The Future Cost Of Solar Power To Rival Coal
When it comes to renewable energy, we have all heard the ongoing debate about its sustainability, efficiency, and most importantly, its potential as an alternative energy source in response to the depreciating state of the environment and the depletion of finite resources. However, new claims that say the cost of producing solar energy could rival that of coal could very well propel renewable energy as a leading energy source in the world.
Chief Executive of the global solar power plant builder Belectric, Bernhard Beck, recently proposed valid arguments for the future of the solar power market with a strong emphasis on its affordability. Solar power has come a long way in developing its technology and cost, something that energy providers need to recognize, as Beck suggests, in order to see the market grow. The International Energy Agency (IEA), projects that power will eventually cost less than 10 euro cents per kWh by the year 2020. I believe this will be a significant argument for using renewable energy going forward. However how does the cost of solar energy fare in comparison to coal?
The cost of solar power continues to decrease as production costs drop. Other factors such as technological advancements and rising global demand are contributing to this decrease also. The IEA claims that “renewable energy may supply more electricity than nuclear reactors or natural gas by 2016.”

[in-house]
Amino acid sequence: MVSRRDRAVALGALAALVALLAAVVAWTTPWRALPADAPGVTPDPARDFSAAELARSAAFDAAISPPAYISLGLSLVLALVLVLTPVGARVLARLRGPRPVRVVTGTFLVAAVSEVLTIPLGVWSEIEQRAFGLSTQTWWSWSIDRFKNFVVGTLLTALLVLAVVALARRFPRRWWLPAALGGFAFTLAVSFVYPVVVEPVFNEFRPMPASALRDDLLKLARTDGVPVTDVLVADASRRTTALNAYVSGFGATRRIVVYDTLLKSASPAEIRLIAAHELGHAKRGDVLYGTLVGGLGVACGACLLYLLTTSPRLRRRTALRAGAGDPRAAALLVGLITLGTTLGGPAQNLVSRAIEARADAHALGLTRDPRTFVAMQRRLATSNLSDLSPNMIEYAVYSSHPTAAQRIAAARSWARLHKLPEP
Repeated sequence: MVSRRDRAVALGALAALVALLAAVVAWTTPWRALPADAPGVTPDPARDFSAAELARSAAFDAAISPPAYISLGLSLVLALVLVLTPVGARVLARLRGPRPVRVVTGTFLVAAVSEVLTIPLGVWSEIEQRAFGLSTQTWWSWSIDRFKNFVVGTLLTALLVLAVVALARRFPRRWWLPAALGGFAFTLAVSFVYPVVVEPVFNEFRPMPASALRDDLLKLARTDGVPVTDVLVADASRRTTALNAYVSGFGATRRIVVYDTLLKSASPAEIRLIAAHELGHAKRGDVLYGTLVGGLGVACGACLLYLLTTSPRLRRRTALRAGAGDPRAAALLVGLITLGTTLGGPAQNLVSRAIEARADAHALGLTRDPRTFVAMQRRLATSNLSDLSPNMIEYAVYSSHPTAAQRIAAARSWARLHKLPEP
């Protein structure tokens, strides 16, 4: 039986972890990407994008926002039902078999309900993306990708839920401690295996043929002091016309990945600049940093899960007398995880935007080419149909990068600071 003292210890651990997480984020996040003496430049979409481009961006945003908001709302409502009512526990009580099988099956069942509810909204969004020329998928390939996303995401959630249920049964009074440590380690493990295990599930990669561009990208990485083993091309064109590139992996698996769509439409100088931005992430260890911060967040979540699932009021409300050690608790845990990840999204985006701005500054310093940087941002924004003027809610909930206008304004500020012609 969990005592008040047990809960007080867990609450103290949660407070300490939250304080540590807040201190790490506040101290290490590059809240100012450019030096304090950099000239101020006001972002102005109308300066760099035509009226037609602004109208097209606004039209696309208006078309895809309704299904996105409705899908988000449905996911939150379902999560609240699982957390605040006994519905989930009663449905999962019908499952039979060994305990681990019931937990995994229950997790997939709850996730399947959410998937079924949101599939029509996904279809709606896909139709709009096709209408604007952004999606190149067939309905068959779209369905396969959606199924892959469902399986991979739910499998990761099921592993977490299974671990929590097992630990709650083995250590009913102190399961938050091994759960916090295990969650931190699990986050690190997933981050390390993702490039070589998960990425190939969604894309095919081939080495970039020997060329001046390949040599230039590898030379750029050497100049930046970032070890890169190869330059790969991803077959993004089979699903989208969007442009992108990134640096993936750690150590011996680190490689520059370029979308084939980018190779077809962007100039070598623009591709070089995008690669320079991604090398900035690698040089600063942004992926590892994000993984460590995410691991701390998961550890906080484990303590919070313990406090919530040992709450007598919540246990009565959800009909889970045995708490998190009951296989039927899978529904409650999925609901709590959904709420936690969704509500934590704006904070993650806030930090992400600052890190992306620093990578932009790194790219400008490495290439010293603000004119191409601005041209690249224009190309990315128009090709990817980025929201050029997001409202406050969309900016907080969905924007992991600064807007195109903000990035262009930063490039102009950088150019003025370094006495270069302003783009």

Even the world’s biggest coal company is turning to solar power to lower its utility bill (Yale), an indication that the energy industry is becoming more accepting of solar energy. Policy incentives, such as the Production Tax Credits in the U.S., have also contributed to the rise in renewables.
However it is important to note various factors that may be hindering its growth, such as increasing rates of duties and tariffs, subsidy reductions and general uncertainty about the government’s support for new technology (Bloomberg).
Coal on the other hand is expected to come close to surpassing oil as the world’s leading energy source by 2017 (IEA). A steady decrease in prices may be a contributing factor to its growth (see Figure 1) However other factors should also be taken into consideration, such as new pollution regulations enforced by U.S. President Obama. Costly new emission control requirements for the coal industry may also be negatively affecting coal production costs (Washington Post). While cost is an important determining factor when it comes to energy, a significant drawback may be the differences in productivity with some findings noting low productivity levels for solar energy.
There are many other factors to consider when it comes to future costs for both solar and coal that extend well beyond what I’ve discussed. I think a good question to ask is what this ultimately means for the future of the energy industry. Will renewable energy continue its progressions towards becoming a true contender in the power mix?
If we take a look at China, it is quickly becoming a global leader in the emerging solar energy market. Bloomberg notes “emerging markets will be the largest drivers of the growth for renewables in the next few years, with China accounting for 40 percent, or about 310 gigawatts of new capacity.” What’s also worth mentioning is the country’s heavy consumption of coal, almost at a par with global consumption (EIA). With predictions of renewable energy and coal to be the top energy sources in the future, it will be interesting to follow China’s growth, as it continues to be a major player in the energy industry.
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Graph created by Karen Hung.